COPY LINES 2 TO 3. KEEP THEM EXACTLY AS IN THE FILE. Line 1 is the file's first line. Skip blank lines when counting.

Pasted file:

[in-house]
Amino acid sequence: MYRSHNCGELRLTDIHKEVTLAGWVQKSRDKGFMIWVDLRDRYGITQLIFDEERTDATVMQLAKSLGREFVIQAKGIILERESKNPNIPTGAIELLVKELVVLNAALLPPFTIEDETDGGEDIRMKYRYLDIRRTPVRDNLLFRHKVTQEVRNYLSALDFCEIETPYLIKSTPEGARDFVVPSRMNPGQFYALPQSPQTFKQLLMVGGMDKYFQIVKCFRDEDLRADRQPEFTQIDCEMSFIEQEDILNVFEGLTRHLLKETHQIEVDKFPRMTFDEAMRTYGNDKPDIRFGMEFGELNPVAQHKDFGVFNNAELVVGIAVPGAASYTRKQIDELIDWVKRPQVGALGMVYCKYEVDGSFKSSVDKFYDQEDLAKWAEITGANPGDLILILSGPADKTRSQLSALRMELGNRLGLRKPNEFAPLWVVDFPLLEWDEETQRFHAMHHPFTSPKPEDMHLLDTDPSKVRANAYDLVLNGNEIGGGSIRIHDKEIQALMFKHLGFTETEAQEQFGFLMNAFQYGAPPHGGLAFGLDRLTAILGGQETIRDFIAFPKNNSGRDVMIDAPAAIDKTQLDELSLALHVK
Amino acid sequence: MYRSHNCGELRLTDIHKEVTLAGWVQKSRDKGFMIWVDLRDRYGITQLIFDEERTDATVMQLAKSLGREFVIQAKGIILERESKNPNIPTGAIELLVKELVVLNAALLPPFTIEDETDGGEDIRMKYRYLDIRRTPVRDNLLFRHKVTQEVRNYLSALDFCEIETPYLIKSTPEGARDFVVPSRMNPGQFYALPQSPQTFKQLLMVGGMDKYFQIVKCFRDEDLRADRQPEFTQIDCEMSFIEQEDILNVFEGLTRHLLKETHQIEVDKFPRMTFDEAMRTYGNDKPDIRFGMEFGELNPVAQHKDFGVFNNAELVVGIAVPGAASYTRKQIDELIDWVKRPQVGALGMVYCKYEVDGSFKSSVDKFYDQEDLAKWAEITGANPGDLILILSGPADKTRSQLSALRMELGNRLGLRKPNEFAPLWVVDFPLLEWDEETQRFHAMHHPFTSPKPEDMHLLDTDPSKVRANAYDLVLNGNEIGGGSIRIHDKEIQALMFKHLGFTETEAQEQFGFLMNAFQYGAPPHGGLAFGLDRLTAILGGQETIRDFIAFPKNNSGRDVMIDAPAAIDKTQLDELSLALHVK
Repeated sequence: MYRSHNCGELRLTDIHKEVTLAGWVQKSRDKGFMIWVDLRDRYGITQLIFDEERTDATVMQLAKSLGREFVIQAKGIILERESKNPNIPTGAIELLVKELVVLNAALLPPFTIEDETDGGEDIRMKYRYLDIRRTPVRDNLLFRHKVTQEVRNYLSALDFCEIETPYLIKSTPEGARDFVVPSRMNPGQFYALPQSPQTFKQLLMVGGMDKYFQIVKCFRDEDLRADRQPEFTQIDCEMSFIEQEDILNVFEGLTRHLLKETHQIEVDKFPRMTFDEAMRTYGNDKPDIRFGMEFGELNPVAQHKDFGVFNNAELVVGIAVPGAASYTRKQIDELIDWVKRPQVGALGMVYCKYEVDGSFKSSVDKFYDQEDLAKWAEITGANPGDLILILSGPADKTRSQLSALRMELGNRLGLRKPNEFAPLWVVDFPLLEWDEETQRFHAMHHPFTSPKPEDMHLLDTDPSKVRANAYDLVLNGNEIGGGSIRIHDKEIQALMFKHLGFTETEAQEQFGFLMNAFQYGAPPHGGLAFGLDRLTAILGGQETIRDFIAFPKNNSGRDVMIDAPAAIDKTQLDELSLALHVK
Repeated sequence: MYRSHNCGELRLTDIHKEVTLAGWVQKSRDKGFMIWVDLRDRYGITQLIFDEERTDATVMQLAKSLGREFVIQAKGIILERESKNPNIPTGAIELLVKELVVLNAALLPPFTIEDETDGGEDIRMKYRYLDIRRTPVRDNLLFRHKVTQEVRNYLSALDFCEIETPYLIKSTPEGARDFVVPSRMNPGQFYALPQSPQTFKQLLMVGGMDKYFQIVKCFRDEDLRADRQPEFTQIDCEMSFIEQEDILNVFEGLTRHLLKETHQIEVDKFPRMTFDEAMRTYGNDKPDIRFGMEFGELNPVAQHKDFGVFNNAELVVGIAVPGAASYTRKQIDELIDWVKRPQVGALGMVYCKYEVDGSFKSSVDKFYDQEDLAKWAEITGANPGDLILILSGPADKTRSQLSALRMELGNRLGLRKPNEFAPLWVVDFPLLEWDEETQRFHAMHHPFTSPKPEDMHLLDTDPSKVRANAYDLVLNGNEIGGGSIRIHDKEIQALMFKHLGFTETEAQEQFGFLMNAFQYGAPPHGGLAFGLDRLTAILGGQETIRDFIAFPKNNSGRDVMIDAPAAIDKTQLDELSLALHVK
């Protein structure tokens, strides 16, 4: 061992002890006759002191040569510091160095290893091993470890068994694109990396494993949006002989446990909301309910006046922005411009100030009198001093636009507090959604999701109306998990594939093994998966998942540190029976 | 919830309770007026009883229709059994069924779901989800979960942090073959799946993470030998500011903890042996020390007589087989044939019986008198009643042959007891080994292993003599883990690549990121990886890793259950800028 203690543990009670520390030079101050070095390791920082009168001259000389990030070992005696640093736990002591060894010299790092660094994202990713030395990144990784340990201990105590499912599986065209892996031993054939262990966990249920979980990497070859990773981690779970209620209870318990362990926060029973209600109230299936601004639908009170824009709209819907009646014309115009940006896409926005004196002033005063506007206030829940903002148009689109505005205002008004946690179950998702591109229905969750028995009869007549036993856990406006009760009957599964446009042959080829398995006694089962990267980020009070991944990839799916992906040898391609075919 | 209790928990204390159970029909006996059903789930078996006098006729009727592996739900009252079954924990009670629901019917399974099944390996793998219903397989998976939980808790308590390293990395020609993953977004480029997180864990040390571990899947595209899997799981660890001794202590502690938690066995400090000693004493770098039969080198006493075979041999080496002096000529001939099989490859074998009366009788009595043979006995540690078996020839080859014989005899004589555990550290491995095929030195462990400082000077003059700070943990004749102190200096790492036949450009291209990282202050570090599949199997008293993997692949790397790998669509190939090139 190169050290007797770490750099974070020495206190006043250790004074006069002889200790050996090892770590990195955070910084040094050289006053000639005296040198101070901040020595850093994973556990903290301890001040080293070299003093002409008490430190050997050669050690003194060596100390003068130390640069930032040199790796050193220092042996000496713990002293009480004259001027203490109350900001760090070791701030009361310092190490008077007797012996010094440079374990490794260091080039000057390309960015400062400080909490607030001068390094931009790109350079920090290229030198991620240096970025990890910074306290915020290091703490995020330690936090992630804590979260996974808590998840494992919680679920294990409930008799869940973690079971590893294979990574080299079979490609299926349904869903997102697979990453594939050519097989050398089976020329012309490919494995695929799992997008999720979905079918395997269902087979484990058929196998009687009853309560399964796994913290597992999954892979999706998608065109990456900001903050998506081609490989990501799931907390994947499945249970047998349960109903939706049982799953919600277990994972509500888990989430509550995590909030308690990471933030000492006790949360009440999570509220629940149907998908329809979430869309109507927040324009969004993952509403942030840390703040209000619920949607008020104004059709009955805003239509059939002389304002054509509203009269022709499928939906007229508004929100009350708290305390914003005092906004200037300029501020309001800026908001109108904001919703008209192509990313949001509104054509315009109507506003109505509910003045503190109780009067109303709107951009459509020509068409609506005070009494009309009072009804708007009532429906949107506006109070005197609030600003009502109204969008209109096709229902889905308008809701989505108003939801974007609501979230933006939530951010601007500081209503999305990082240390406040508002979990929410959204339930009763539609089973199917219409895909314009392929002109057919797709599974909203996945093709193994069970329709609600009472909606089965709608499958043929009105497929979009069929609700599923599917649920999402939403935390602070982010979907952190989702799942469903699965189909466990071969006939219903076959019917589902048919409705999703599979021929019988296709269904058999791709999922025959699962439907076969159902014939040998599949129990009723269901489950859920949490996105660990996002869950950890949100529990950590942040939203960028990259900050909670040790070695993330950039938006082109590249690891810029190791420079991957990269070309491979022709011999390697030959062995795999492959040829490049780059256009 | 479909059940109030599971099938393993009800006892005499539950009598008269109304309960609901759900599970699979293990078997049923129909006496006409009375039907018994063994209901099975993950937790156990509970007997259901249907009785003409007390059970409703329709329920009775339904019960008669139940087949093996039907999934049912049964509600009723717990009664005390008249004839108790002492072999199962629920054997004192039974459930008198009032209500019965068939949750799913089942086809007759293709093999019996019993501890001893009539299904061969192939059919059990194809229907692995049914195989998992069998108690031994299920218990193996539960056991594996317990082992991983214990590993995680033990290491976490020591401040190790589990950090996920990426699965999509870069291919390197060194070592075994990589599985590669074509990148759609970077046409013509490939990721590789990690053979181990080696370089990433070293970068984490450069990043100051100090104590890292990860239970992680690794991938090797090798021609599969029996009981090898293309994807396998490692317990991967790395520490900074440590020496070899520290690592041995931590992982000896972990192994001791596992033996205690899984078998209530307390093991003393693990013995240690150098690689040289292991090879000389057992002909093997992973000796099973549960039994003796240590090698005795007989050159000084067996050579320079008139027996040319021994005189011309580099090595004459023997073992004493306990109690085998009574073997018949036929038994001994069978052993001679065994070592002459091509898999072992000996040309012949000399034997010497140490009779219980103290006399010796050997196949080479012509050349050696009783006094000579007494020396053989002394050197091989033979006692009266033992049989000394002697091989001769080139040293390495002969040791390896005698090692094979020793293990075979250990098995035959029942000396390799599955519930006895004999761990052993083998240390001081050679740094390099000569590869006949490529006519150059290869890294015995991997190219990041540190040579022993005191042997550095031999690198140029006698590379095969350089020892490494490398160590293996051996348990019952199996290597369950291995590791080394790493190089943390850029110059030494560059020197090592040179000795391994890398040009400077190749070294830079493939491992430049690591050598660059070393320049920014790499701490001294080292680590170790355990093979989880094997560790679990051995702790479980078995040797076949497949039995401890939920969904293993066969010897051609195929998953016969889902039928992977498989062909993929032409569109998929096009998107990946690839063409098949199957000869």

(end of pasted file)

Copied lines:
Amino acid sequence: MYRSHNCGELRLTDIHKEVTLAGWVQKSRDKGFMIWVDLRDRYGITQLIFDEERTDATVMQLAKSLGREFVIQAKGIILERESKNPNIPTGAIELLVKELVVLNAALLPPFTIEDETDGGEDIRMKYRYLDIRRTPVRDNLLFRHKVTQEVRNYLSALDFCEIETPYLIKSTPEGARDFVVPSRMNPGQFYALPQSPQTFKQLLMVGGMDKYFQIVKCFRDEDLRADRQPEFTQIDCEMSFIEQEDILNVFEGLTRHLLKETHQIEVDKFPRMTFDEAMRTYGNDKPDIRFGMEFGELNPVAQHKDFGVFNNAELVVGIAVPGAASYTRKQIDELIDWVKRPQVGALGMVYCKYEVDGSFKSSVDKFYDQEDLAKWAEITGANPGDLILILSGPADKTRSQLSALRMELGNRLGLRKPNEFAPLWVVDFPLLEWDEETQRFHAMHHPFTSPKPEDMHLLDTDPSKVRANAYDLVLNGNEIGGGSIRIHDKEIQALMFKHLGFTETEAQEQFGFLMNAFQYGAPPHGGLAFGLDRLTAILGGQETIRDFIAFPKNNSGRDVMIDAPAAIDKTQLDELSLALHVK
Amino acid sequence: MYRSHNCGELRLTDIHKEVTLAGWVQKSRDKGFMIWVDLRDRYGITQLIFDEERTDATVMQLAKSLGREFVIQAKGIILERESKNPNIPTGAIELLVKELVVLNAALLPPFTIEDETDGGEDIRMKYRYLDIRRTPVRDNLLFRHKVTQEVRNYLSALDFCEIETPYLIKSTPEGARDFVVPSRMNPGQFYALPQSPQTFKQLLMVGGMDKYFQIVKCFRDEDLRADRQPEFTQIDCEMSFIEQEDILNVFEGLTRHLLKETHQIEVDKFPRMTFDEAMRTYGNDKPDIRFGMEFGELNPVAQHKDFGVFNNAELVVGIAVPGAASYTRKQIDELIDWVKRPQVGALGMVYCKYEVDGSFKSSVDKFYDQEDLAKWAEITGANPGDLILILSGPADKTRSQLSALRMELGNRLGLRKPNEFAPLWVVDFPLLEWDEETQRFHAMHHPFTSPKPEDMHLLDTDPSKVRANAYDLVLNGNEIGGGSIRIHDKEIQALMFKHLGFTETEAQEQFGFLMNAFQYGAPPHGGLAFGLDRLTAILGGQETIRDFIAFPKNNSGRDVMIDAPAAIDKTQLDELSLALHVK